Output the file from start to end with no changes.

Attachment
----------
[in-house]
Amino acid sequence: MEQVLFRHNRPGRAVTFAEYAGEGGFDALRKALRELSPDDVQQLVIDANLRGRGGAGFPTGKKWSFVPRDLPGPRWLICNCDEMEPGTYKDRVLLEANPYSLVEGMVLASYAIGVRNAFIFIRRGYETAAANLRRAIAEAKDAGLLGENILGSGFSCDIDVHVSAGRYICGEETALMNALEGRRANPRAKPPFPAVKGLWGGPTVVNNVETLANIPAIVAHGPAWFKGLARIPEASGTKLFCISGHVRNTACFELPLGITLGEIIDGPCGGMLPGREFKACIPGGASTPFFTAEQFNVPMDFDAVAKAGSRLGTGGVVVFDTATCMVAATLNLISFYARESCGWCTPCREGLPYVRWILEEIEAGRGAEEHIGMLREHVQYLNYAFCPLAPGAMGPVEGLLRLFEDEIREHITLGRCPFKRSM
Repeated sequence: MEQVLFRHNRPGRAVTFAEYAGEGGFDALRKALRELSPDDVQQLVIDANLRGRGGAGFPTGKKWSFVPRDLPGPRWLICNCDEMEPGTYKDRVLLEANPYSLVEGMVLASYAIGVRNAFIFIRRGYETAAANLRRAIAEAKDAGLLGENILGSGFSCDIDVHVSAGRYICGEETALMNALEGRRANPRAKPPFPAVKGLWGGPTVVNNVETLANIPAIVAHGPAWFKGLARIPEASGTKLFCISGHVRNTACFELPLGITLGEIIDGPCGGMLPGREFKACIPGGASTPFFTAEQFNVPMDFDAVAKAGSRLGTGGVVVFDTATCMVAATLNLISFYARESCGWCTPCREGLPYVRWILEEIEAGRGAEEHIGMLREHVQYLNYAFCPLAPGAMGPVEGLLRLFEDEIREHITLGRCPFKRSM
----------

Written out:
[in-house]
Amino acid sequence: MEQVLFRHNRPGRAVTFAEYAGEGGFDALRKALRELSPDDVQQLVIDANLRGRGGAGFPTGKKWSFVPRDLPGPRWLICNCDEMEPGTYKDRVLLEANPYSLVEGMVLASYAIGVRNAFIFIRRGYETAAANLRRAIAEAKDAGLLGENILGSGFSCDIDVHVSAGRYICGEETALMNALEGRRANPRAKPPFPAVKGLWGGPTVVNNVETLANIPAIVAHGPAWFKGLARIPEASGTKLFCISGHVRNTACFELPLGITLGEIIDGPCGGMLPGREFKACIPGGASTPFFTAEQFNVPMDFDAVAKAGSRLGTGGVVVFDTATCMVAATLNLISFYARESCGWCTPCREGLPYVRWILEEIEAGRGAEEHIGMLREHVQYLNYAFCPLAPGAMGPVEGLLRLFEDEIREHITLGRCPFKRSM
Repeated sequence: MEQVLFRHNRPGRAVTFAEYAGEGGFDALRKALRELSPDDVQQLVIDANLRGRGGAGFPTGKKWSFVPRDLPGPRWLICNCDEMEPGTYKDRVLLEANPYSLVEGMVLASYAIGVRNAFIFIRRGYETAAANLRRAIAEAKDAGLLGENILGSGFSCDIDVHVSAGRYICGEETALMNALEGRRANPRAKPPFPAVKGLWGGPTVVNNVETLANIPAIVAHGPAWFKGLARIPEASGTKLFCISGHVRNTACFELPLGITLGEIIDGPCGGMLPGREFKACIPGGASTPFFTAEQFNVPMDFDAVAKAGSRLGTGGVVVFDTATCMVAATLNLISFYARESCGWCTPCREGLPYVRWILEEIEAGRGAEEHIGMLREHVQYLNYAFCPLAPGAMGPVEGLLRLFEDEIREHITLGRCPFKRSM